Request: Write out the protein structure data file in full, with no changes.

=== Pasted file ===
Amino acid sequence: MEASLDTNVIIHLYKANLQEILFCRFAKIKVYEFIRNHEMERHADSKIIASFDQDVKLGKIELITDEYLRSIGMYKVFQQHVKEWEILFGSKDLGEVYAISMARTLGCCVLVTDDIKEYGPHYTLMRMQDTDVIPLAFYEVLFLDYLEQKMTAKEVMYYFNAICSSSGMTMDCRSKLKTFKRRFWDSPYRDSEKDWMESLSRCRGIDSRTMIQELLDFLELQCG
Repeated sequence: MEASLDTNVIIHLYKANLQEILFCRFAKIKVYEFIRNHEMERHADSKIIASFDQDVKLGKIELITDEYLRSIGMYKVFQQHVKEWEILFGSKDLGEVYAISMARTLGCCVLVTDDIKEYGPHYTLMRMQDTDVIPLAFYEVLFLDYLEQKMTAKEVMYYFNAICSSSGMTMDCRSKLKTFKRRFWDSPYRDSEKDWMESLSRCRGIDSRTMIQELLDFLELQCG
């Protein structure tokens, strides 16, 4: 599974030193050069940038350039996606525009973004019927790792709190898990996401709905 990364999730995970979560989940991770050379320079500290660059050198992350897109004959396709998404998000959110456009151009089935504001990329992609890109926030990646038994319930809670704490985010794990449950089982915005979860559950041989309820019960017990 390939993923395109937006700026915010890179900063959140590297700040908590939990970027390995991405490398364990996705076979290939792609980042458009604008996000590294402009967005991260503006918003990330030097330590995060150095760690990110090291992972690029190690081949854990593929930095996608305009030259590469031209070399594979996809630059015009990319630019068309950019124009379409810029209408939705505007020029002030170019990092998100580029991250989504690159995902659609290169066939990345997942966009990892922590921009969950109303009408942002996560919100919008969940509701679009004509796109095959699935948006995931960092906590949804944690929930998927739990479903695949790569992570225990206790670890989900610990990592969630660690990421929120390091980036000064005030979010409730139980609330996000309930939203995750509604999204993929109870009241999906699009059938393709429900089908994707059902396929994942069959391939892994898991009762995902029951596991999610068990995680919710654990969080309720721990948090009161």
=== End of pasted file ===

Amino acid sequence: MEASLDTNVIIHLYKANLQEILFCRFAKIKVYEFIRNHEMERHADSKIIASFDQDVKLGKIELITDEYLRSIGMYKVFQQHVKEWEILFGSKDLGEVYAISMARTLGCCVLVTDDIKEYGPHYTLMRMQDTDVIPLAFYEVLFLDYLEQKMTAKEVMYYFNAICSSSGMTMDCRSKLKTFKRRFWDSPYRDSEKDWMESLSRCRGIDSRTMIQELLDFLELQCG
Repeated sequence: MEASLDTNVIIHLYKANLQEILFCRFAKIKVYEFIRNHEMERHADSKIIASFDQDVKLGKIELITDEYLRSIGMYKVFQQHVKEWEILFGSKDLGEVYAISMARTLGCCVLVTDDIKEYGPHYTLMRMQDTDVIPLAFYEVLFLDYLEQKMTAKEVMYYFNAICSSSGMTMDCRSKLKTFKRRFWDSPYRDSEKDWMESLSRCRGIDSRTMIQELLDFLELQCG
């Protein structure tokens, strides 16, 4: 599974030193050069940038350039996606525009973004019927790792709190898990996401709905 990364999730995970979560989940991770050379320079500290660059050198992350897109004959396709998404998000959110456009151009089935504001990329992609890109926030990646038994319930809670704490985010794990449950089982915005979860559950041989309820019960017990 390939993923395109937006700026915010890179900063959140590297700040908590939990970027390995991405490398364990996705076979290939792609980042458009604008996000590294402009967005991260503006918003990330030097330590995060150095760690990110090291992972690029190690081949854990593929930095996608305009030259590469031209070399594979996809630059015009990319630019068309950019124009379409810029209408939705505007020029002030170019990092998100580029991250989504690159995902659609290169066939990345997942966009990892922590921009969950109303009408942002996560919100919008969940509701679009004509796109095959699935948006995931960092906590949804944690929930998927739990479903695949790569992570225990206790670890989900610990990592969630660690990421929120390091980036000064005030979010409730139980609330996000309930939203995750509604999204993929109870009241999906699009059938393709429900089908994707059902396929994942069959391939892994898991009762995902029951596991999610068990995680919710654990969080309720721990948090009161």